Lyndon Domsten, Instructional Technology Specialist in Odessa, Texas, wrote to me, "I've actually written a grant with your Our City Podcast project as the center piece." That's a great idea! Our City makes for a great first podcast creation experience. Lyn is new to podcasting and has questions about it:
We are very interested in participating in an Our City Podcast project. We (magnet class of 4th, 5th, 6th grade students) are learning how to podcast and are using Audacity for Windows for recording voice and integrating sound. You're probably thinking it's too bad I'm not using a Mac but our district uses only Windows machines.
GarageBand's advantage is that it is slightly easier to use than Audacity and that it has its own jingles, musical loops, and sound effects. Audacity on Windows is a fine program. You'll just have to seek out your own copyright-friendly music and sound effects that you can import into Audacity.
Nevertheless, we are needing guidance in creating our first podcast. On our website, I have been teaching kids how to make MP3 files to upload to our site. Can you tell me what RSS is exactly and how it fits into the process of podcasting?
Here's my definition of a podcast: A series of audio or video on the Web that can be cataloged and automatically downloaded. Putting MP3 files online could satisfy the first part of that definition. However, just linking to an MP3 file on your site will not allow users to automatically download the new files in a program like iTunes. In addition, MP3 files online cannot be catalogued in directories like iTunes, Podcast Pickle, and Educational Podcasting. Being listed in directories is how much of your audience will find your podcast. An RSS (a.k.a. Really Simple Syndication or Rich Site Summary) feed is necessary to be listed in those directories and essential for the MP3s to be automatically downloaded when new ones are posted.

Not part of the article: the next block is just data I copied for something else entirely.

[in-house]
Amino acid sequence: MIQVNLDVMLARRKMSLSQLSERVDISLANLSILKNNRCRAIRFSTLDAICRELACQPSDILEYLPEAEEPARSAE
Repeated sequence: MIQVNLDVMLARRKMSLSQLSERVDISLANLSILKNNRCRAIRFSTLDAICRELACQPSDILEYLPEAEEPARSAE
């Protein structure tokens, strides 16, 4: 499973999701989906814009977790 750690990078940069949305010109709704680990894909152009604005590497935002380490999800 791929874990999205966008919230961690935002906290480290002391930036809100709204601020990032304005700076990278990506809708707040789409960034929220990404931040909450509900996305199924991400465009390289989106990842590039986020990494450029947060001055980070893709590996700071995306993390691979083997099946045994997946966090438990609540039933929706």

A podcast has three parts: the MP3 file (or other media file), a webpage, and a feed. Posting just the first two online will probably reach much of your intended audience. While just a webpage linking to an MP3 file is not technically a podcast, I know many teachers who do call this podcasting. Just because it lacks an RSS feed doesn't mean that the activity lacks educational merit. However, we should strive to use proper vocabulary whenever we can.
We are going to work on an Our City script and record using Audacity. Can you offer any advice on that process.
I've recently written about the importance of listening to previous episodes before beginning the preproduction phase. Whether it's for Our City or for another podcast, analyzing example episodes (both good and not-so-good) help students make their own podcast better. Preproduction will take the most time--that's ok because it's the production phase where students are doing the most learning.
I've tried student podcasting with scripts and without them. My advice: have students script everything they will say and have them practice, practice, practice. The recording process will go more quickly with fewer mistakes. When recording, I suggest using a headset USB microphone. Students tend to be fidgety when they record. Be sure that students don't touch the headset, mic, or cord. Providing a stress ball helps students put that energy in places other than cord-twisting and paper-shuffling.